Allegrini 2018

Valpolicella towards Unesco as a “district” between Verona and the centuries-old technique of drying

Recognition perhaps as early as 2025. The territory protagonist at “Amarone Opera Prima 2023”. Soon “peace” between Consortium and Famiglie Storiche?

Valpolicella is one of the most important and healthy territories of Italian wine. A land of great reds, which unravels around the beauty of Verona and plunges into the valleys that surround it, from which could come, soon, a new Unesco recognition for Italian wine. Because perhaps, as early as the first half of 2025, under the heading of “Unesco Intangible Cultural Heritage”, the centuries-old, original and ritual technique by which its great wines, starting with Amarone and Recioto, are created could be added, thanks to Valpolicella: the drying, the laying aside of the grapes in the arele (racks used for the breeding of silkworms), so-called “fruttai”, well­aired rooms suitable for assuring the perfect conservation of the bunches, which, through natural dehydration, gives the wines the colors, scents and flavors that are their distinctive traits.
Its process is also the first for the recognition of a winemaking technique, and it now enters its final phase with the official submission of the dossier, which will then be forwarded to the Ministries of Culture and Agriculture and the National Commission for UNESCO, which, by March 30, must choose the Italian candidacy to be sent to Paris. The topic at the center of “Amarone Opera Prima 2023”, an event - which also allows tasting the new 2018 vintage, as well as prestigious old vintages of the “king” of Valpolicella wines - signed by the Consorzio di tutela dei Vini della Valpolicella, staged tomorrow and the day after tomorrow in Verona, a city that is already a Unesco World Heritage Site and holds the record for the largest urban vineyard in Italy, in a perfect synthesis of union between culture and Italian wine, to tell about one of Italy’s most important wine “districts” (in the talk show, tomorrow, on drying techniques & Unesco heritage, communications, among others, by Christian Marchesini, president of Consorzio Vini della Valpolicella, Pier Luigi Petrillo, director of the Unesco Chair on Intangible Cultural Heritage at Unitelma Sapienza University of Rome, Gianmarco Mazzi, Undersecretary at the Ministry of Culture, and Luca Zaia, Governor of the Veneto Region). A land, Valpolicella, where, moreover, according to WineNews rumors, relations between two important souls of the territory, that of the Consortium, and that of Famiglie Storiche, an association that brings together 13 of the territory’s most emblazoned wineries (from Allegrini to Masi, from Speri to Tedeschi, from Tenuta Sant’Antonio to Tommasi, from Begali to Zenato, to Brigaldara, just to name a few) seem to be easing. After after years of rifts, divisions, distant positions, and clashes that ended up in court, there is finally “concrete dialogue” and “steps forward, with disputes being resolved” from the territory. To be celebrated, when it gets there, “ça va sans dire”, by toasting with a glass of Amarone.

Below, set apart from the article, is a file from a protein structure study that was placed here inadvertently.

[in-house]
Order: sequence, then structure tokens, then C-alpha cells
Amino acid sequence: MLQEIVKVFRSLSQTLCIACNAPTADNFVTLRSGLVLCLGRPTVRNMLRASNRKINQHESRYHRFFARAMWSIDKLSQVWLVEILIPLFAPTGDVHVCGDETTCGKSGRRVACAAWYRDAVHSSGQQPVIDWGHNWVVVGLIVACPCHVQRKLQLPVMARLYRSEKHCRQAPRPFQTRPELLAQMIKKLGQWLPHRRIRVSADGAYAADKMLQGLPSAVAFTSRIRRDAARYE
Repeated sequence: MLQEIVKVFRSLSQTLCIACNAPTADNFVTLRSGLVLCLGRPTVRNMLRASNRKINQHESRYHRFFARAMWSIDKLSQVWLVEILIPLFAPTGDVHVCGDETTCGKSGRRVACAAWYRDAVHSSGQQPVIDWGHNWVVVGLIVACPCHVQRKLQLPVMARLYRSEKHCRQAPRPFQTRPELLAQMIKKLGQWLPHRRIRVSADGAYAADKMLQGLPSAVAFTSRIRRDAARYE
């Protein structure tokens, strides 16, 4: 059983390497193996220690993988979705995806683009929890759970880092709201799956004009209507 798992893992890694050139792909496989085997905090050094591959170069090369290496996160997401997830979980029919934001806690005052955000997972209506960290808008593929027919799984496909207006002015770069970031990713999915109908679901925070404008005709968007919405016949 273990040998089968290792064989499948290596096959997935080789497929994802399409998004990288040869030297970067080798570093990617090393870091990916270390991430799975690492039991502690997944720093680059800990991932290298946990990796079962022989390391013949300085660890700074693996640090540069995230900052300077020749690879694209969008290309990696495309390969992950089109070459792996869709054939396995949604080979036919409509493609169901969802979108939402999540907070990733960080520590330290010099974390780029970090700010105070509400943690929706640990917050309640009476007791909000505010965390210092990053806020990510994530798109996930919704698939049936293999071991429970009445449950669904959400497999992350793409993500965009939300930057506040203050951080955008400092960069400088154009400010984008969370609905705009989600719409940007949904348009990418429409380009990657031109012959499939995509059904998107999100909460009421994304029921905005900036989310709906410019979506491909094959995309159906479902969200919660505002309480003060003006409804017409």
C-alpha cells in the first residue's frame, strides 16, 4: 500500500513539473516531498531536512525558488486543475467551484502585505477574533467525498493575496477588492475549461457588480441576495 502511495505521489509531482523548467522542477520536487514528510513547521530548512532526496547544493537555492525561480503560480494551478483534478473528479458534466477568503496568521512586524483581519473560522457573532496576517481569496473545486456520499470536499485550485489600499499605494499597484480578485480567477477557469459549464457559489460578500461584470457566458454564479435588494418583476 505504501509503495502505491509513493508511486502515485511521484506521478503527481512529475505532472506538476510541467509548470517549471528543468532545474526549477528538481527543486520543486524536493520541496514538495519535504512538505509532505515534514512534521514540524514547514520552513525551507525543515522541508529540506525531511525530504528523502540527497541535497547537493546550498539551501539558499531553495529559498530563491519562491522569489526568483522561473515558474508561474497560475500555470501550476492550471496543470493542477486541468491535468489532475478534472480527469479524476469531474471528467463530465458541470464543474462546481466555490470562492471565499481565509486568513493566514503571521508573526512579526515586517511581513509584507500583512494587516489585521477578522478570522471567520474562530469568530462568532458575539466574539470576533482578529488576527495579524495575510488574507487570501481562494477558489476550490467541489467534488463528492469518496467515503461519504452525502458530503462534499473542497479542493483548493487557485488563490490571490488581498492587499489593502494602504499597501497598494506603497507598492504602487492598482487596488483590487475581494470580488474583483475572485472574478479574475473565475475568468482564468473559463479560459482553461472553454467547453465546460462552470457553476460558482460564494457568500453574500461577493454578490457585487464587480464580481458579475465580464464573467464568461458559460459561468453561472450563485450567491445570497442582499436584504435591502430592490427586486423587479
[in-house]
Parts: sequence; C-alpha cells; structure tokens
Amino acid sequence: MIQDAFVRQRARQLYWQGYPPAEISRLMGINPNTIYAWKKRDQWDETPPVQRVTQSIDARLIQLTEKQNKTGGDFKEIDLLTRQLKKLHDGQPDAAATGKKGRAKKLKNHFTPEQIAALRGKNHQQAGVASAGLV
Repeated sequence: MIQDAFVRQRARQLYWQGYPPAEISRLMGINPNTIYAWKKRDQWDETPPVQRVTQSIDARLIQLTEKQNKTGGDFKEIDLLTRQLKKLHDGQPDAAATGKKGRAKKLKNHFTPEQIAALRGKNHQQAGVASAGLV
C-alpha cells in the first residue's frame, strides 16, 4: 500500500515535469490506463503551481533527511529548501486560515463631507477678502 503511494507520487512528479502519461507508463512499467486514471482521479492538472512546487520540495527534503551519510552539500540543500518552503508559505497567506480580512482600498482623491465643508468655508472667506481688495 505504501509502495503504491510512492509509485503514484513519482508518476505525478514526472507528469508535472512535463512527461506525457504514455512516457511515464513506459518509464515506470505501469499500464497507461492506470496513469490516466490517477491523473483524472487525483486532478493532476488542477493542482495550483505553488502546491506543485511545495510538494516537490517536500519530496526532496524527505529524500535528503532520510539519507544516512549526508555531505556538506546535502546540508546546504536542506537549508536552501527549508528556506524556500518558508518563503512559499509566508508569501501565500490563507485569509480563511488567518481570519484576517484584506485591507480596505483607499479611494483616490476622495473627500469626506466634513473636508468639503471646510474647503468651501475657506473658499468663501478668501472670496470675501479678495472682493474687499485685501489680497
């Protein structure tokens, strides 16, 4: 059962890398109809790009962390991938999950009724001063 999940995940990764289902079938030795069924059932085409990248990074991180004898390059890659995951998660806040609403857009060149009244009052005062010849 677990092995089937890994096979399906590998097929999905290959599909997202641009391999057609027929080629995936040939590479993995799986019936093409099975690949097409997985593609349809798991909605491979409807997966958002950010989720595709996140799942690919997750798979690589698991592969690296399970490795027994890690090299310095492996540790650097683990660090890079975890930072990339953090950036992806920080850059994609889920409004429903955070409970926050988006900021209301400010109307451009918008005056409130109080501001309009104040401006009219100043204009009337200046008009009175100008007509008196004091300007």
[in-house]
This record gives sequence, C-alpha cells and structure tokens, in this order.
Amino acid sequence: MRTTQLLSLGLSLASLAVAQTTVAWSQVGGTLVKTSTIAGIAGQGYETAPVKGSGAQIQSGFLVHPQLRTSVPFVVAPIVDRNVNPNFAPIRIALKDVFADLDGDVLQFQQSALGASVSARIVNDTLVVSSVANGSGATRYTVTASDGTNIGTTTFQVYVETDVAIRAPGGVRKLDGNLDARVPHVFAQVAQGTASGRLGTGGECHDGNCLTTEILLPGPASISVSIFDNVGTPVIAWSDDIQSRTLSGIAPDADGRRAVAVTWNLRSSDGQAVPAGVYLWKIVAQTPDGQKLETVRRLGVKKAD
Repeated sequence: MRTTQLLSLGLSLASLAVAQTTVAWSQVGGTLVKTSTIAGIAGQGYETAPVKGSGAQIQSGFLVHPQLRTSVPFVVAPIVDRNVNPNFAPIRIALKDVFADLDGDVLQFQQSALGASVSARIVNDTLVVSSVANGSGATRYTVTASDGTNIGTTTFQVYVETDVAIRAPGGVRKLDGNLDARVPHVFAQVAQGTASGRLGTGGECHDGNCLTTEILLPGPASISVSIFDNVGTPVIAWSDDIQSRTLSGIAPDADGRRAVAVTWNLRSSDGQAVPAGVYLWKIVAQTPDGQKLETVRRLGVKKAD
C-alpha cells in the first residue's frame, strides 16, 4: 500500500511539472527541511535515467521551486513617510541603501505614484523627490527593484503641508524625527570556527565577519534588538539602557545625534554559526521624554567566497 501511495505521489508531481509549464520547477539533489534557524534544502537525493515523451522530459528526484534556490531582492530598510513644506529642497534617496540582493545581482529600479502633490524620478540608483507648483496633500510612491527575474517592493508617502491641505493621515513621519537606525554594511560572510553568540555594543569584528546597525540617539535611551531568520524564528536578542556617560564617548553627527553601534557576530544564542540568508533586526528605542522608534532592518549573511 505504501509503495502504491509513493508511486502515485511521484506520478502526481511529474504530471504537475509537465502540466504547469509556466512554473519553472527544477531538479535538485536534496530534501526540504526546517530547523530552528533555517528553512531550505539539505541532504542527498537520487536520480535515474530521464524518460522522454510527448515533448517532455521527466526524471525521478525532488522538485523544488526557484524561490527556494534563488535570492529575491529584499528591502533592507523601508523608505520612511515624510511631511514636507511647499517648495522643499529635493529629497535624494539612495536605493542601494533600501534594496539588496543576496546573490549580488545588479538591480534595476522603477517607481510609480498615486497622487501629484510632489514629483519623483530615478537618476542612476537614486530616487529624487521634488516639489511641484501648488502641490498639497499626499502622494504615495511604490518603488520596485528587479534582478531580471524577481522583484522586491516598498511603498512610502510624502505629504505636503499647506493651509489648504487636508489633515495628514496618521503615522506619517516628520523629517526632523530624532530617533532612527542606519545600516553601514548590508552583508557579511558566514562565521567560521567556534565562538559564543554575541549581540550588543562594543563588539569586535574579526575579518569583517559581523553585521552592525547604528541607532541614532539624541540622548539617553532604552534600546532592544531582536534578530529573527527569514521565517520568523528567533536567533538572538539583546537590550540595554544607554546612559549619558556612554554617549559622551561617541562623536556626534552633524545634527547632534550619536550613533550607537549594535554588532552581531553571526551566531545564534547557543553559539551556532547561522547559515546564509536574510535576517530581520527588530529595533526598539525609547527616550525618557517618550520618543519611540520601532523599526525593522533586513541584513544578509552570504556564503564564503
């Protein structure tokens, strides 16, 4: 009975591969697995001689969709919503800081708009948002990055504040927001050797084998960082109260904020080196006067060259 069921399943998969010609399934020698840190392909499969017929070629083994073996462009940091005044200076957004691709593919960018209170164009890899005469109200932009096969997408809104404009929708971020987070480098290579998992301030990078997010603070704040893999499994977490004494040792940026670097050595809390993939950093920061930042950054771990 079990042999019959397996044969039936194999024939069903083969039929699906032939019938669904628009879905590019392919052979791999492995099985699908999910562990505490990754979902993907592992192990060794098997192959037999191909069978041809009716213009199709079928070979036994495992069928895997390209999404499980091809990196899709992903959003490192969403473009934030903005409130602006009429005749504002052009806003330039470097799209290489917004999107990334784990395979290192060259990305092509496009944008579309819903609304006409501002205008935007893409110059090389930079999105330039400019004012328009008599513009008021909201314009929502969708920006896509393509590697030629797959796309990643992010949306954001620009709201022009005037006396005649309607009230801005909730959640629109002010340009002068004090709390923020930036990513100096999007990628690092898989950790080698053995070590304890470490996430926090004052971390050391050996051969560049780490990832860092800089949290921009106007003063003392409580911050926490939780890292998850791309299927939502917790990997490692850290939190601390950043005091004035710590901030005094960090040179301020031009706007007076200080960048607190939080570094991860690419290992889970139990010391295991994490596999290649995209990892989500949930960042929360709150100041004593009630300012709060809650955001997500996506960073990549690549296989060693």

That Amarone della Valpolicella which is the diamond of an area where wine moves a turnover of more than 600 million euros, more than half of which comes from the performance of the top red wine, whose prices range from 1,000 to 1,200 euros per hectolitre, when it comes to bulk values. A “treasure” that originates from 8,600 hectares of vines in 19 municipalities, between the Classica, Valpantena and Valpolicella Doc areas, and whose value in Valpolicella Classica is also around 500,000 euros per hectare, and which are for the moment “blocked”. And where more than 2,400 wineries, increasingly led by young people, produced more than 67 million bottles in 2022, including 17.2 million bottles of Amarone alone, almost 7% more than the average of the last five years.

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